Modi's plans against Pakistan are not good for the region

Phone calls by Narendra Modi to Nawaz Sharif, Hasina Wajid and Ashraf Ghani on June 16 notwithstanding, there is little doubt that if an encircle-Pakistan plan ever existed, its execution is nearly complete – at least as of now – pushing the prospects for resumption of a normal India-Pakistan dialogue further away. The string of statements from Modi, his foreign and defense ministers, as well as Ajit Doval, the former spymaster and now the national security advisor, in the last three weeks, the vitriolic Pakistan-bashing in Kabul, and the continued demonization of Pakistan in Dhaka reflect a well-knit string of fire around Pakistan. This encirclement – if planned the way it appears today – does not bode well for the south Asian region, with a fragile Afghanistan still caught up in the vicious cycle of the religiously-driven insurgency. Unfortunately, Afghanistan has upstaged Kashmir and emerged as the critical link in what could be called the triangle of tribulation consisting of India, Pakistan, and Afghanistan – a region currently being stoked by the nationalist Modi, ably supported by an intelligence mindset.

Coincidentally, Modi’s Bangladeshi counterpart Sheikh Hasina Wajid minces no words and spares no opportunity in demonizing Pakistan. Her narrative revolves around Pakistan-bashing – wherever and whenever possible. And this fits into nationalist Indians’ recipe on how to deal with Pakistan.

“We all have to remain vigilant so that those Pakistani collaborators (Khaleda Zia’s BNP) can’t get back to power, kill people and play with the fate of the masses,” the prime minister told a discussion organized to commemorate the “Martyred Intellectuals Day” on December 14.

In February 2014, Doval had practically outlined what we see today – in the 10th Nani Palkhivala Memorial Lecture to Indian students at SASTRA University. Ajit Doval advocated the use of what he termed a “defensive offensive mode”, a “fourth generation war” which would bypass the deterrence posed by Pakistan’s nuclear weapons, to attack Pakistan’s vulnerabilities. “It can be economic, internal security, political, their isolation internationally, or exposing their terrorist activities, or defeating their policies in Afghanistan, making it difficult for them to manage internal political balance or internal security.”

Now consider what Indian defense minister Manohar Parrikar said during his May 22 talk at Delhi: “There are certain things that I obviously cannot discuss here. But if there is any country, planning something against my country, we will definitely take some pro-active steps,” he said. What was he holding back, curious minds would ask.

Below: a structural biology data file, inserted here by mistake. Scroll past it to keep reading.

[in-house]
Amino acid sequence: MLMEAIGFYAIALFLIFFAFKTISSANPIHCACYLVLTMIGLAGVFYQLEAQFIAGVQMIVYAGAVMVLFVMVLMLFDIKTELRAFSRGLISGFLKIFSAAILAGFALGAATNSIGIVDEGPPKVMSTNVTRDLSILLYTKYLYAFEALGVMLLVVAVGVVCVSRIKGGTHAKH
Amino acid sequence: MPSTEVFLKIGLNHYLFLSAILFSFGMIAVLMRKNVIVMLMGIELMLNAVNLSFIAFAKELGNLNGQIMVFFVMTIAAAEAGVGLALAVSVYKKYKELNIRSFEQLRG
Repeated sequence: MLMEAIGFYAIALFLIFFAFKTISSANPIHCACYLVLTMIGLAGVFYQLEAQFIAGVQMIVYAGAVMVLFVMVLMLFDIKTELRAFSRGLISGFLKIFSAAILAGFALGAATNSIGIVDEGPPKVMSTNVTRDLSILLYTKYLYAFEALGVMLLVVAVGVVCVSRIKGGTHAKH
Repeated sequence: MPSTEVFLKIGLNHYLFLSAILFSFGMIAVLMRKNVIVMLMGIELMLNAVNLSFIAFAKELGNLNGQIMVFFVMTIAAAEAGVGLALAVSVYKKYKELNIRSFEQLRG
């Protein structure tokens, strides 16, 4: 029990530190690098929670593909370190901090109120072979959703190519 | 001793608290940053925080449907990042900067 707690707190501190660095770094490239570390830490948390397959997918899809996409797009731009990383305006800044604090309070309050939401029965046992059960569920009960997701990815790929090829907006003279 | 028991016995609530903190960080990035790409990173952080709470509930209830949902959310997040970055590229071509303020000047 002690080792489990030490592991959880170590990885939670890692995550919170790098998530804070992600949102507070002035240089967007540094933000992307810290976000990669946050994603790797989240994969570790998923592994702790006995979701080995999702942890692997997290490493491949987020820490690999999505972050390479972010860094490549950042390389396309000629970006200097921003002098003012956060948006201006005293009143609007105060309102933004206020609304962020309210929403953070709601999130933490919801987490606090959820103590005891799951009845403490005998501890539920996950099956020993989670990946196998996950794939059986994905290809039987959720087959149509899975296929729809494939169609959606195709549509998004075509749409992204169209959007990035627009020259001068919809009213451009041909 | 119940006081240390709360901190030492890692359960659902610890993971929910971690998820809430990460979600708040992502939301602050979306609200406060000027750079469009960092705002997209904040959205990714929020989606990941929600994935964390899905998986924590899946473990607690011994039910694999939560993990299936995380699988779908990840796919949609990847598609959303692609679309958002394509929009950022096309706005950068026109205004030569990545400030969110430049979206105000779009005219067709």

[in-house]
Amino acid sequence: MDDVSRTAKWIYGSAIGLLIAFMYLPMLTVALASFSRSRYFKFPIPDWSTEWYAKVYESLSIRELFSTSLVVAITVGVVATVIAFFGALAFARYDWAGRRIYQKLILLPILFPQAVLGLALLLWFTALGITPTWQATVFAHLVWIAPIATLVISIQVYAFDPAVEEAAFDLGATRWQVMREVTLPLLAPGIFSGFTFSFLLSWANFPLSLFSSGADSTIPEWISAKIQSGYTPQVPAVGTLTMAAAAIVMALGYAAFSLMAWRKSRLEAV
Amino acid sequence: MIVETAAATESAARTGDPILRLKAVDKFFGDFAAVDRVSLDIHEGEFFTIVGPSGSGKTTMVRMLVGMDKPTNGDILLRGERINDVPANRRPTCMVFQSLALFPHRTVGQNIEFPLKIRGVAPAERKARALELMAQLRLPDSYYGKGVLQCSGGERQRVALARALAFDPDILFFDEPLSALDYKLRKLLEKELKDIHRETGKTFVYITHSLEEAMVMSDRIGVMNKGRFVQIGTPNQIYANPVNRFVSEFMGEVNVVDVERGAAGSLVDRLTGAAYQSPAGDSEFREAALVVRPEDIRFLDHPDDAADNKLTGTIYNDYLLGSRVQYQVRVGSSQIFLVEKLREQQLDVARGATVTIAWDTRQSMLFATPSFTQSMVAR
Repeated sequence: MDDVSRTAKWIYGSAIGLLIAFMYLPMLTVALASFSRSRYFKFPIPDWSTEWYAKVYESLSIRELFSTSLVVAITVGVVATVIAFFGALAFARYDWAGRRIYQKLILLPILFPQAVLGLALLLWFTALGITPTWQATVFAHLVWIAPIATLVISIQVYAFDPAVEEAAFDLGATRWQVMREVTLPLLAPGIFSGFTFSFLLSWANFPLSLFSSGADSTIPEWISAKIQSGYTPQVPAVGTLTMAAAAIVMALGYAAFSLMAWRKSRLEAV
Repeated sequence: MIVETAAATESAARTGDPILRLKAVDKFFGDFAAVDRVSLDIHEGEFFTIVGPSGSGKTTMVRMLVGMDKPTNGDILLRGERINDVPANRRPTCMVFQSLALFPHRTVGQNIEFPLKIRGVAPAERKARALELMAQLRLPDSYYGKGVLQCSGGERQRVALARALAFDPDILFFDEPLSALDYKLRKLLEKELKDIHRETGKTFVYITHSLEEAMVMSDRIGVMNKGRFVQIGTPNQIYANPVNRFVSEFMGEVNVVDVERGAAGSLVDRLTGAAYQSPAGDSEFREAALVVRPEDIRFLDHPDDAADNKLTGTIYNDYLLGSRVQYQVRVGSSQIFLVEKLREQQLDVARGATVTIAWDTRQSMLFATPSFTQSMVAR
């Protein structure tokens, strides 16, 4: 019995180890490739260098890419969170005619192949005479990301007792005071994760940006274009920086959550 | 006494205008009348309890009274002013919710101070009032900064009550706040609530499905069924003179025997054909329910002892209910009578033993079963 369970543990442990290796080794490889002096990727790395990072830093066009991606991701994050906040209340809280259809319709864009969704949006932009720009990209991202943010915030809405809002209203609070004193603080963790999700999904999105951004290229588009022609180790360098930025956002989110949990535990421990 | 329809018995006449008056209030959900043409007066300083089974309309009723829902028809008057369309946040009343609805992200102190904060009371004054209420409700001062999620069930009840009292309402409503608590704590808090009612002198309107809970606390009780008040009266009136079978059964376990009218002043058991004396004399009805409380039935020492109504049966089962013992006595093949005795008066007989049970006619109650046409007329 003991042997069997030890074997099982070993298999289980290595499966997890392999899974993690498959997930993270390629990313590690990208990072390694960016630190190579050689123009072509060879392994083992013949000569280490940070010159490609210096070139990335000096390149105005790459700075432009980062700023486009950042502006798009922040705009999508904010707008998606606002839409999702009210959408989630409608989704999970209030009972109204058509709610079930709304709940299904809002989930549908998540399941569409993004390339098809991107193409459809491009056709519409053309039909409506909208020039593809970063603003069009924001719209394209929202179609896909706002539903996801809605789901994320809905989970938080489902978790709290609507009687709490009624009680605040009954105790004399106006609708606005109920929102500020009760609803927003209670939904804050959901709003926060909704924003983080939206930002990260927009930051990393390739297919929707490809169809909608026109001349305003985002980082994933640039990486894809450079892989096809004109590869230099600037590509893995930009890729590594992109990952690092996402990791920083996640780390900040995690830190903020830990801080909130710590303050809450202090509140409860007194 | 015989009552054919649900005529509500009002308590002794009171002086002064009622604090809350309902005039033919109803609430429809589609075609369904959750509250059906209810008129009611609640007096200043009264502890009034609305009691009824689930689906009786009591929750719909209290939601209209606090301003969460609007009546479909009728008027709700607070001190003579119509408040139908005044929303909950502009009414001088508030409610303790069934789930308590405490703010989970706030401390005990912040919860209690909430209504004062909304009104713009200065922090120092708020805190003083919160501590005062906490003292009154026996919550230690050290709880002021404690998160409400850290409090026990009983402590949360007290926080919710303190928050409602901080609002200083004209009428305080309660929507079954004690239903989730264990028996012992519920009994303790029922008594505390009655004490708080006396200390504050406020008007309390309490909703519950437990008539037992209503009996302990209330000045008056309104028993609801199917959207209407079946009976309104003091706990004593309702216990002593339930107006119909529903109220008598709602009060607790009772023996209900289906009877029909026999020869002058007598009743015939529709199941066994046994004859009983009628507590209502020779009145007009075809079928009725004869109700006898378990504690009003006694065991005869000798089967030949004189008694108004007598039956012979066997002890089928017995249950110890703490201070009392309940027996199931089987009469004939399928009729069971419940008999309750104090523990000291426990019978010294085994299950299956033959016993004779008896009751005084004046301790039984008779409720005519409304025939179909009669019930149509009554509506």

How would one interpret the revelations (unearthed by the Hindustan Times in October 2013) about the existence of a Technical Services Division (TSD) created by an ex Indian Army Chief General VK Singh in 2008? Its main aim had been to combat “the rising trend of state-sponsored terrorism by the ISI” and the unit thus developed contacts across the Line of Control in a bid to infiltrate the inner circle of Hafiz Saeed, the maverick chief of the outlawed Lashkare Taiba (LeT).

And next door in Kabul, the Indian reservations on an NDS-ISI deal resonated in a political storm that it almost toppled President Ashraf Ghani, who not only had to postpone his visit to Doha, Qatar for possible peace talks with Taliban but also had to replace the NDS deputy to neutralize the vicious opposition to the MoU.

A string of leaks of non-papers by Kabul insiders also upset the tedious and fledgling reconciliation process; the papers – apparently well-thought out Pakistani-American-Afghan effort - contained demands on Pakistan for more action against terrorist havens in Waziristan.

It was embarrassing both for Pakistan and President Ghani, whom many are meanwhile dubbing as the Pakistani agent. The leaks and the controversy discomforted US officials too, who saw the act as a blatant attempt to undermine efforts to revive and push the reconciliation dialogue.

Does the John Kerry phone call to Nawaz Sharif on June 16, followed by Modi’s brief telephone conversations with Sharif, Ms Wajid and Ghani, mean damage-control? Perhaps.

Ironically, and fortunately for Pakistan, Mr Modi and his colleagues have indeed done a great service in uniting a) the political leadership from all shades, and b) brought the civilian and military leadership closer than ever before.

The vibes in south Asia are pretty clear now; a nationalist, jingoistic and intelligence-led mindset in New Delhi has turned Afghanistan into the centerpiece of its policy on Pakistan. Regardless of how they position themselves henceforth, the world should not be surprised if the current simmering tensions blew into armed hostilities – even if limited. The mindset presently at helm of affairs in New Delhi by default offers the lethal recipe for the specter of a possible escalation.